Wednesday, October 31, 2018

Doom Patrol #12 Review and **SPOILERS**


Advanced Delays and Deceit

Dungeon Masters: Gerard Way, Nick Derington, Jeremy Lambert 
Barbarian: Dan McDaid 
Druid: Tamra Bonvillain 
Cleric: Todd Klein 
Sorcerer: Molly Mahan 
Fighter: Mark Doyle 
Cover Price: $3.99 
On Sale Date: October 31, 2018

**NON SPOILERS AND SCORE AT THE BOTTOM**

Folks that have read my reviews of Doom Patrol, or listened to the Young Animals segment I recorded with Chris for the Weird Science DC Comics Dot Com Podcast, know that my enthusiasm for this series waned to the point of anger due to egregious delays. The story was truncated, “Milk Wars” happened out of order, and any momentum the book might have had was killed before it had burped out its sixth issue. So here we have the final issue number 12, so made to pad out the second volume of the trade collection, or perhaps to satisfy a contractual obligation. It’s a lame thing to trickle this issue out so long after the fact, but I can’t blame the comic book—it’s just the innocent ink and paper dragged into this mess. So I’m going to my best to review Doom Patrol #12 without my personal baggage, and see how this book stands on its own merits!

Explain It!

Perhaps you remember a few ancillary characters from the most recent volume of Doom Patrol: Sam, Valerie and Lucius Reynolds. I wouldn’t blame you to not remember them, often the family appeared in interstitials seemingly added for “flavor,” like the endless scenes of Niles Caulder eating cereal that wound up being perfectly meaningless. Sam was Casey Brinke’s partner in the ambulance that wound up being Danny the Ambulance; Valerie was initially estranged from the family, a member of the Cult of Jane that was having trouble assimilating back into the family even by issue #11; and young Lucius, a fan of Heavy Metal music and the occult, who was inducted into the Brotherhood of Nada, and then quit almost instantly. Maybe it will help to say that the Reynolds were some of the only non-white characters in the whole series. Ah, now you remember them.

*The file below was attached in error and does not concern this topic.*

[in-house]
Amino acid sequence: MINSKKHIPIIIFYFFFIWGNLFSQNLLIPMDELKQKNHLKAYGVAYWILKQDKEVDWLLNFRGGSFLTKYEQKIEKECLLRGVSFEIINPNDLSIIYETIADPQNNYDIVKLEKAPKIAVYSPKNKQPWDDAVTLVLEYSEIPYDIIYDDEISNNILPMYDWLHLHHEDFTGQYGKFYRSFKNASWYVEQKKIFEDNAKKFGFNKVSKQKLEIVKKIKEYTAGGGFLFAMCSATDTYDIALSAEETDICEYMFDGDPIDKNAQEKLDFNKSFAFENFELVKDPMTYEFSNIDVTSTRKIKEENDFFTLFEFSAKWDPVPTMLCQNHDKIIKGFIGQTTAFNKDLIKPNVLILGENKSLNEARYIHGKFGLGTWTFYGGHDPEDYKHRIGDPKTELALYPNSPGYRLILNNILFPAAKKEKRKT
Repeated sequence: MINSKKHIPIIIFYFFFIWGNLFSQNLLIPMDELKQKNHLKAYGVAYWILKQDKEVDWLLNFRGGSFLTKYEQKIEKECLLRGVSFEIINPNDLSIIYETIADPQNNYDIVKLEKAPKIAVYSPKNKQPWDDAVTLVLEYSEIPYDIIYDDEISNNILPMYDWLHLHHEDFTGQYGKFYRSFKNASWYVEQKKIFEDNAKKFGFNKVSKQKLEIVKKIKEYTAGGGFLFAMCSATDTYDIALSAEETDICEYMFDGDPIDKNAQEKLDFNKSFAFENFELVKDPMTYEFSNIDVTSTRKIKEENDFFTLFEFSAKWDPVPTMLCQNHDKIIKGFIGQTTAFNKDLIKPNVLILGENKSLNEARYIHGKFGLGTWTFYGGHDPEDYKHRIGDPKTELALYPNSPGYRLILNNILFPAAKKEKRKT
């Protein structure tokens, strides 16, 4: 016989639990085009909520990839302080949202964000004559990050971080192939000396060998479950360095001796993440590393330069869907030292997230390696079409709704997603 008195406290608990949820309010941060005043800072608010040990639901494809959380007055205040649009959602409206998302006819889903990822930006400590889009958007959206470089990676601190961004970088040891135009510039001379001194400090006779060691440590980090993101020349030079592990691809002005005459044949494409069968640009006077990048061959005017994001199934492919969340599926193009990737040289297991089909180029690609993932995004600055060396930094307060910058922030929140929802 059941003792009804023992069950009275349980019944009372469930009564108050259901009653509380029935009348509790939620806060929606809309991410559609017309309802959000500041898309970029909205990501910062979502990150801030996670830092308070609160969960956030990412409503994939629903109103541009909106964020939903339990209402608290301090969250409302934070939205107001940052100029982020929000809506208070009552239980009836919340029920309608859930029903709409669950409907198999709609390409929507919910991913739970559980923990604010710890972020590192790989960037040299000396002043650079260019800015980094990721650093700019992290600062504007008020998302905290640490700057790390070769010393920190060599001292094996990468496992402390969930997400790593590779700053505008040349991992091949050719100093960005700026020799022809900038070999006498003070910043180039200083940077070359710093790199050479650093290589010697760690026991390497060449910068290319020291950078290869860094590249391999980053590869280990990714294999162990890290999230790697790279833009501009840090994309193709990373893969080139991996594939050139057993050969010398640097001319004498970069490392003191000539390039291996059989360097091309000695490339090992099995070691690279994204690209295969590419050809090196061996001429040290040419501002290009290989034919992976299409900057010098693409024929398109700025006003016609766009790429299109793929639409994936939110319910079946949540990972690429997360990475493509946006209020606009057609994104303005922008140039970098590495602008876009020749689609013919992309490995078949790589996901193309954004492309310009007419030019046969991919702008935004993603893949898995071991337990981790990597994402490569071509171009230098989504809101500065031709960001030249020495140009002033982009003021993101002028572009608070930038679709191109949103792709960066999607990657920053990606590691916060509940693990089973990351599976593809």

In issue #11, Lucius reunited with his parents and denounced Mister Nobody, just before being whisked away to the Daemonscape by some sort of mystical urchin. Well, this issue is what happened to the Reynolds in the Daemonscape. It’s supposed to evoke a session playing Dungeons & Dragons, or some other RPG, and it’s just…so…bad. I’m sorry, but this is a very boring, lazy story. To be sure, playing table-top RPGs isn’t about making the most coherent, well-paced story. It’s more about playing the game and enjoying the thrilling things that happen along the way. This is why few people have sought to repackage their dungeon crawling experiences as trade paperback novels. And so it is here, the Reynolds family facing a variety of monsters, until they beat a big monster at the end, and they are told that they have yet to fight more monsters.


Much of the problem here is that, over eleven issues, we barely came to know about any of these characters. It’s here, for story convenience sake, we learn that Sam knows Karate and Valerie is an expert archer. And you know, a little clarification on how these folks came to know these things might have made us care for them a little more. Even in terms of a Dungeons & Dragons parody, this book is so lazy; a campaign map at the back provides almost no detail, and doesn’t reflect a player-created D&D map at all. At least, not the meticulous, careful ones I used to play with. Different strokes for different folks, I suppose, but it does mean that my eleven-year-old Dungeon Master took more care in creating an experience for three of his peers than the creators of this issue took in closing out this volume of Doom Patrol. So fuck them.



Bits and Pieces:

Delays notwithstanding, this book is a rip-off. Even fans of the Reynolds clan from this series–all six of you–will feel cheated by this crap. I've no specific beef with the art team, except for their involvement here. Choose better projects.

4/10

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